This should be your first and most important step going forward. Teachers want their students to succeed but in most cases the deck is stacked against them. Standardized testing, rigid curriculum, cost cuts, large class sizes, and lack of support are all challenges that teachers face every day.

Getting to know your child's teacher gives you and your child an advantage. It lets the teacher know you are involved and concerned about your child. You can pass on valuable information - such as your child's different learning styles and issues they may be having that the teacher is not aware of.

Scheduling a face to face meeting with your child's new teacher each year should be a priority. Call and find a time that is good for them. Dropping in or trying to discuss your child at the end of a school day is usually frustrating and not successful as the teacher needs a clear head and schedule to absorb and address your concerns.

Come Prepared -
Make the most of any meetings you have with teachers by being prepared. Create a list of the issues you want to address and have an idea of what outcomes you would like to see. It shows you are proactive and, if you offer solutions instead of just a whole bunch of problems, you are more likely to get what you want.

If your child is having difficulty in school because of their preferred learning style or multiple intelligence, look for solutions that are easy to implement in the classroom. See if there is any flexibility in how projects are done.

If your child is an auditory learner, see if they can do a presentation as opposed to a written report. If they are Kinesthetic see if they can get up and stretch from time to time. Incorporating stretching exercises, even for a few minutes at a time throughout the day, makes all students learn better. If your student is visual, practice good note taking skills at home and have kids write down any instructions they receive verbally. This will help them process the task at hand.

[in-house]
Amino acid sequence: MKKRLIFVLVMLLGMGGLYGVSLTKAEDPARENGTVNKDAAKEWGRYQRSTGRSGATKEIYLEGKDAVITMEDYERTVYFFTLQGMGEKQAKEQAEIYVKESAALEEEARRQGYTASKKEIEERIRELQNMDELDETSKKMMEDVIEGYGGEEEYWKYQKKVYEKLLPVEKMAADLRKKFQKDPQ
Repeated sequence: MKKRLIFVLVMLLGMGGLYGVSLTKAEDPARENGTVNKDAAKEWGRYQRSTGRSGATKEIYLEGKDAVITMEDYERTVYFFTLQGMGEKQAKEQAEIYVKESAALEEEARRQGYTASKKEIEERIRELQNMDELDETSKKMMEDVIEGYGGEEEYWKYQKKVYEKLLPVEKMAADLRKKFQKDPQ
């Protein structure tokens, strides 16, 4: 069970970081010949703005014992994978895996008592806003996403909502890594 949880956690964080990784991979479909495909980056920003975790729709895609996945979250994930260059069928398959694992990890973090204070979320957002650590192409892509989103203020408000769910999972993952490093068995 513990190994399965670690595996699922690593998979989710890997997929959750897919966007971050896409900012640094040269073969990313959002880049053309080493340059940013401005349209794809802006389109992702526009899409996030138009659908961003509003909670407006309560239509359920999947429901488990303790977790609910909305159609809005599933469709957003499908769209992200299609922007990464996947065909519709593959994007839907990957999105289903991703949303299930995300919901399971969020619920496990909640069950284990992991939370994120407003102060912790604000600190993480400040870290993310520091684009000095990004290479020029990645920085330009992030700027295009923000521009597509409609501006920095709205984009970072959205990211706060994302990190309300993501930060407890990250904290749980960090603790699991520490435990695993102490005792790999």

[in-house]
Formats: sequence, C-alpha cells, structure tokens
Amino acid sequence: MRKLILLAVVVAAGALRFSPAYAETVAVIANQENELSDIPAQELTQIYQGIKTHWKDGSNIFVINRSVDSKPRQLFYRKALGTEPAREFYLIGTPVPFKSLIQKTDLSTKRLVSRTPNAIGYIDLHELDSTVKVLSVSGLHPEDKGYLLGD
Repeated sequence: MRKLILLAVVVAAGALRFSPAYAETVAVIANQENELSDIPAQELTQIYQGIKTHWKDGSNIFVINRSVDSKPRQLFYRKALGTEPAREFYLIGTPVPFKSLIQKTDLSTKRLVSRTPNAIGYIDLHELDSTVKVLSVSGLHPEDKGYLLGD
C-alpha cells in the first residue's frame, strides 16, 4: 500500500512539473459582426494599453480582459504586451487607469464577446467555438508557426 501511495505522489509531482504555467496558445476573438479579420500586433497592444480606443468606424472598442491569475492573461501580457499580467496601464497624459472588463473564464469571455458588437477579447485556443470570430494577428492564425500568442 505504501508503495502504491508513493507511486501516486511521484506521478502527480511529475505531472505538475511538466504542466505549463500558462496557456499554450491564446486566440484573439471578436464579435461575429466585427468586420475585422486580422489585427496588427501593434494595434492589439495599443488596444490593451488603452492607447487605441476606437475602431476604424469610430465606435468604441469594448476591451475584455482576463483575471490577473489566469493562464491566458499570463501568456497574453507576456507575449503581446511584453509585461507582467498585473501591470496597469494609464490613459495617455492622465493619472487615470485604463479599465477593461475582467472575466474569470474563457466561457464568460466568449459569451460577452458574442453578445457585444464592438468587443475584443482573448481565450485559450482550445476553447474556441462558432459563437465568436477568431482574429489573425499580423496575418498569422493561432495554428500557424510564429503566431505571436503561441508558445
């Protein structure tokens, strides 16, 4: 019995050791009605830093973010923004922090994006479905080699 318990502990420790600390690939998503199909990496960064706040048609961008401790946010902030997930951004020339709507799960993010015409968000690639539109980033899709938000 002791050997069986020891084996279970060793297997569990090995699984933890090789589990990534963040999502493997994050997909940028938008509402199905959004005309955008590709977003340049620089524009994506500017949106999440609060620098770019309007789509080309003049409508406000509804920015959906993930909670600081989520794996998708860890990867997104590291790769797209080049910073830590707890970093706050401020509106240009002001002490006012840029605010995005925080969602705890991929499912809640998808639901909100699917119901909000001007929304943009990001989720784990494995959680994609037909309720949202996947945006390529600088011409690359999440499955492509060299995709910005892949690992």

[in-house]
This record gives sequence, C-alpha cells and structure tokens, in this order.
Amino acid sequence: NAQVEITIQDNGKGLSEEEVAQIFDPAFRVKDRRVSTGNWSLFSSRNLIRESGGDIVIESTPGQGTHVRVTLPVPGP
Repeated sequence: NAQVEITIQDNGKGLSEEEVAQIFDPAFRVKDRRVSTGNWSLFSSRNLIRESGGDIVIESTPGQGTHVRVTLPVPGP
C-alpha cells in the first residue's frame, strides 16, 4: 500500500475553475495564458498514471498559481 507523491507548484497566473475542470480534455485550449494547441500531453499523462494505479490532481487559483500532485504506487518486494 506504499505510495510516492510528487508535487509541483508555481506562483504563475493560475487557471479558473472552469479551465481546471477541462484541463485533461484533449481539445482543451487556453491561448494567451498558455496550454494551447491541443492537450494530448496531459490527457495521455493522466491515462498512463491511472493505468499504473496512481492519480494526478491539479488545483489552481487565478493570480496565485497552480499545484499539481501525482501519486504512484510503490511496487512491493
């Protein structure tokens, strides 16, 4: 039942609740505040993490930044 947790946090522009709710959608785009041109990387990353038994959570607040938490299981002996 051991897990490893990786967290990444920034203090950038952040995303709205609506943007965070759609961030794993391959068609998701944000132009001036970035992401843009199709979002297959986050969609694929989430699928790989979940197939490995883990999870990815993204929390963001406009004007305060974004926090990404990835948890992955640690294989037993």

Offer Assistance -
If there are any ways you can get involved, teachers are generally very grateful for the help. Does your child's class have parent helpers? Sign up!

See if there is any material the teacher needs that you (or a parent association, or community member) could help provide. There are lots of free resources out there that teachers don't have the time to track down. Many teachers operate on a tight budget, and any "extra" things such as art supplies or teaching aids that do cater to other learning styles are usually bought out of the teacher's own pocket. It gets expensive to be a good teacher.

If there is a skill you have that you can share that might benefit the students, see if you can come in and teach a lesson. If your child is Kinesthetic you could teach a quick lessons on exercises you can do while sitting in their seats (look up instructions for exercises to do while flying for ideas). This wold be great for students who have to be active while they are learning.

Find Out What You Can Do At Home -
Ask your teacher for suggestions on ways you can help your child learn better at home. See if they can recommend any extra resources for you. It might take your child a little longer to finish their homework if you have to present it in a way that fits their learning style but it is worth it!

Sunday, 9 December 2018

How You Can Advocate For Your Child With A Learning Disability?